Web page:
Made this again today, using less porridge oats and reducing the stock:

Onion, celery, pepper, mushroom and carrot – all chopped small
100g of lentils cooked in 300g water
200g vegetable stock
2 dsps each mushroom sauce and vegan Worcester sauce
1 dsp tomato puree
1 teaspoon mixed herbs
50g chopped, cooked, sweet chestnuts
300g red kidney beans
50g chopped nuts (which I ground in my spice mill)
100g porridge oats
1/4 tsp cayenne pepper
Ground black pepper to taste

Gently fry the onions, etc, for 5-10 minutes. 
Cook the lentils and add the stock, mushroom and Worcester sauce, tomato puree and herbs, then stir in the fried vegetables, nuts, chestnuts, beans and the porridge oats. Finally, add the lemon juice and the wine and stir thoroughly. At this stage I generally taste the mix and adjust the flavour if need be.

I omitted the simmering stage and put the mix straight into loaf tins.

Cook for about 45-50 minutes at 190C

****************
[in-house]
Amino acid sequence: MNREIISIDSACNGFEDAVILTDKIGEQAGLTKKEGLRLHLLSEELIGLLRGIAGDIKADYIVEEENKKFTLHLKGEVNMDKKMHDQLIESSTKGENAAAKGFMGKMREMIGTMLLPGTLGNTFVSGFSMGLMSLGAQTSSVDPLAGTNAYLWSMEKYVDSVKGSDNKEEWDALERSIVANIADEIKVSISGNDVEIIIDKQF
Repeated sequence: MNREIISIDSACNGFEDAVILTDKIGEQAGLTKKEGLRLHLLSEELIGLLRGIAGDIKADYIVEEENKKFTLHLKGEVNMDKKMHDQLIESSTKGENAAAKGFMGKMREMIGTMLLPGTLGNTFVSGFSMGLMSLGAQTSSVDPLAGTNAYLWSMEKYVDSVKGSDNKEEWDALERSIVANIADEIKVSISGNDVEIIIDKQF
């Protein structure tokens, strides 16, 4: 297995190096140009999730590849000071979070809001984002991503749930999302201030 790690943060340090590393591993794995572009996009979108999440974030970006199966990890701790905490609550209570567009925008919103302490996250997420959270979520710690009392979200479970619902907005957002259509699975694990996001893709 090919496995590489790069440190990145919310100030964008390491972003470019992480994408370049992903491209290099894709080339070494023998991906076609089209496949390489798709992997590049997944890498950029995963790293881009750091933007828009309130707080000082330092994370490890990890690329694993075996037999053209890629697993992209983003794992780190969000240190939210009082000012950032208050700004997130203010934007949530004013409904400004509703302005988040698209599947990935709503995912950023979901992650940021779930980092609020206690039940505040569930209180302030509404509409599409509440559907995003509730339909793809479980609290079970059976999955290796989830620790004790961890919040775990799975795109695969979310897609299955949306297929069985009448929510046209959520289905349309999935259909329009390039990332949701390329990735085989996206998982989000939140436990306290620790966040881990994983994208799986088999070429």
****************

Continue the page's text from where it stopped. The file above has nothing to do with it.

I had some for dinner tonight and there's over 800g of it left - probably another 5 or so meals, I reckon!

Saturday, 20 December 2014

CHRISTMAS LOAF - Festive, fun - and vegan!

To demonstrate just how easy this loaf is to make, this was made in about an hour and a half in one of my special needs breadmaking classes. There are more pics further down the post - some showing how the loaf is assembled.
This is a splendid bread for those who find Christmas cake a bit too rich and heavy. Every slice should show the bright yellow of the marzipan, and the red of the glacé cherries. The amounts of fruit, etc, I’ve given, are merely my suggestions. Vary them as you will. If you aren’t keen on marzipan, use (yellow) dried apricots - or tinned sliced peaches. And use any other glacé fruit you like. The idea is create a colourful, festive appearance when the loaf is sliced.

[For another take on this loaf, which belongs to the large family of fruit breads - with pics - have a look here.]

200g (or 1 mug) strong white flour                                                    
1 tablespoon sugar